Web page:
Lance Armstrong won a battle against the odds to survive testicular cancer before going on to become the 7 time winner of the Tour de France.  By going public about his battle with cancer he did much to eliminate the taboo around talking about cancer, and testicular cancer in particular.

‘I wish I was dead’.  ‘The world/my family would be better off without me.’  These are just a couple of the deadly thoughts that have plagued me over the years, as they have countless others.

20% is the proportion of people with Bi Polar Disorder who kill themselves.  For people diagnosed with Scizophrenia the rates are 10 -15%.  About 40% of patints with these enduring mental health problems will make an attempt on their life.

All of this sounds serious, macabre, even.  But  it is essential that we (that means you, dear reader) are not afraid to discuss this topic.  The novelist Jeanette Winterson writes about the topic with an unblinking eye: ‘I was thinking about suicide because it had to be an option. I had to be able to think about it and on good days I did so because it gave me back a sense of control – for one last time I would be in control’.

There are other narrates that we have when it comes to suicide, then.  While the  G.P.s, C.P.N.s, Psychiatrists and staff on hospital wards try to divine our intentions they sometimes miss what the German novelist and Nobel Laureate Herman Hesse (1877 – 1962) charachterised as suicide being a state of mind.  He was refering to people who are nominally alive. The heart plods on, but they have left life.

For me, as for other people for whom mood swings play havoc with our daily lives, the risk of suicide is prevalant during the depressive phases of the illness.  Nothing unusual there, then.  Depression is the poster boy (or girl) for suicide.  Uni polar depression accounts for 1 in every 100 deaths in the U.K. But the reason that the suicide rate is so high among people with the various forms of Bi Polar Disorder is because it is not just down to depression.  The high moods also carry with them risks that are more serious than emptying bank accounts and rushing headlong into ill – advised sexual liaisons.  The common feature in these problematic behaviours is impulsivity; and it is this single feature that means that people with Bi Polar Disorder are vulnerable to taking their own lives on a whim. It is not uncommon to think of suicide as being planned; a concious decsion; preparations for which are made in advance.  The suicide note speaks of reflection and decision.  Killing yourself on impulse has its own dangers because the risk of it is much more difficult for the medical profession to identify.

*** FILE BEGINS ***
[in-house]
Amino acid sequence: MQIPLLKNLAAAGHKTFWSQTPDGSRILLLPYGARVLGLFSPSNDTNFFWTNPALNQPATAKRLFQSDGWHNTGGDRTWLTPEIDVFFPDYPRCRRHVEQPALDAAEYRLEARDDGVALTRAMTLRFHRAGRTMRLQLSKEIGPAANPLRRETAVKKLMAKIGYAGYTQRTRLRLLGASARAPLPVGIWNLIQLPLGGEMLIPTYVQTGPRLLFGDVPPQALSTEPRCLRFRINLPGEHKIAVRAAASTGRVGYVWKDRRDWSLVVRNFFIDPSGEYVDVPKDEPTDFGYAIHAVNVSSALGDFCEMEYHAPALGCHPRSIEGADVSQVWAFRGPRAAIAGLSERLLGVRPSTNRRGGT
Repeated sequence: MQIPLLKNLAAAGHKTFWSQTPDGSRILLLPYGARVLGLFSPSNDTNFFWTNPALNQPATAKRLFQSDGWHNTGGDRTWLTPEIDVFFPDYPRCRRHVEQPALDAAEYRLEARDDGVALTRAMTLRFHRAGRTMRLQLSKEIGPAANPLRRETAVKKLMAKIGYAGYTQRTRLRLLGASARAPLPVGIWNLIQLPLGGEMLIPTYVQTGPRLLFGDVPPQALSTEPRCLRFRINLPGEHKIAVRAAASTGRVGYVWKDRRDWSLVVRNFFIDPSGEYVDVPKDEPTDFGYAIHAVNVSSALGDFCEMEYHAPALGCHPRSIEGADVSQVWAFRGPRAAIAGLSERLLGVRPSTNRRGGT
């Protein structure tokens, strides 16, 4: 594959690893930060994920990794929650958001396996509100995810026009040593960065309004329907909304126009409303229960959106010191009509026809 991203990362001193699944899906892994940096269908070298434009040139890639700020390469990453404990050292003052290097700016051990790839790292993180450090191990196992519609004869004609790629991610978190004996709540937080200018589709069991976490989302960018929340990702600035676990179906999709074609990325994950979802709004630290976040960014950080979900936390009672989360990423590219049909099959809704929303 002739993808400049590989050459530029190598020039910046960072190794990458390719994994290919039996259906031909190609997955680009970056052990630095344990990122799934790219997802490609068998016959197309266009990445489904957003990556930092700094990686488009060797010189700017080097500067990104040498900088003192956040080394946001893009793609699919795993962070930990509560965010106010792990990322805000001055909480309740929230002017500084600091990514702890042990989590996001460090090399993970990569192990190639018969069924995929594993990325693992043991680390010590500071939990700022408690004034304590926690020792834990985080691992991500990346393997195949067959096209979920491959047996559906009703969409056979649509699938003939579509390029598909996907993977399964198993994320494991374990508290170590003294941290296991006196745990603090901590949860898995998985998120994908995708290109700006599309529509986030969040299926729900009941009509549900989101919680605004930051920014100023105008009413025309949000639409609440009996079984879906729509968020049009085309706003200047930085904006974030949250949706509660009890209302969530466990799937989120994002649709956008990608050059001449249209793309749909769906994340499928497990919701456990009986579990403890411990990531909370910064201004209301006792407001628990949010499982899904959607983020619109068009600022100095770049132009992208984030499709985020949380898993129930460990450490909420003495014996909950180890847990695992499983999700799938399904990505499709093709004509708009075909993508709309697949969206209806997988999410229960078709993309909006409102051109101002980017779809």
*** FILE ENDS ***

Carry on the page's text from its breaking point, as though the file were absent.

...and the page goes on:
Some people may think that the time that someone suffering from depression, be it uni – or Bi Polar, is most likely to kill themselves in the winter months, when there is the least ammount of light. It is cold and the dark swirls in earlier and earlier in the afternoon.

This is not so. As the mood stirs, starts to improve slightly, then the energy and resolve to action emerge.

from The Wasteland

“I saw with my own eyes the Sibyl of Cumae hanging in a jar, and when the boys said to her, Sibyl, what do you want? she replied I want to die.”

I. The Burial of the Dead

April is the cruellest month, breeding

Lilacs out of the dead land, mixing

Memory and desire, stirring

Dull roots with spring rain.

Winter kept us warm, covering

Earth in forgetful snow, feeding

A little life with dried tubers.

Summer surprised us, coming over the Starnbergersee

With a shower of rain; we stopped in the colonnade,

And went on in sunlight, into the Hofgarten, 10

And drank coffee, and talked for an hour.

Bin gar keine Russin, stamm’ aus Litauen, echt deutsch.

And when we were children, staying at the archduke’s,

My cousin’s, he took me out on a sled,

And I was frightened. He said, Marie,

Marie, hold on tight. And down we went.

In the mountains, there you feel free.

I read, much of the night, and go south in the winter

T.S. Eliot (1888 -1965)

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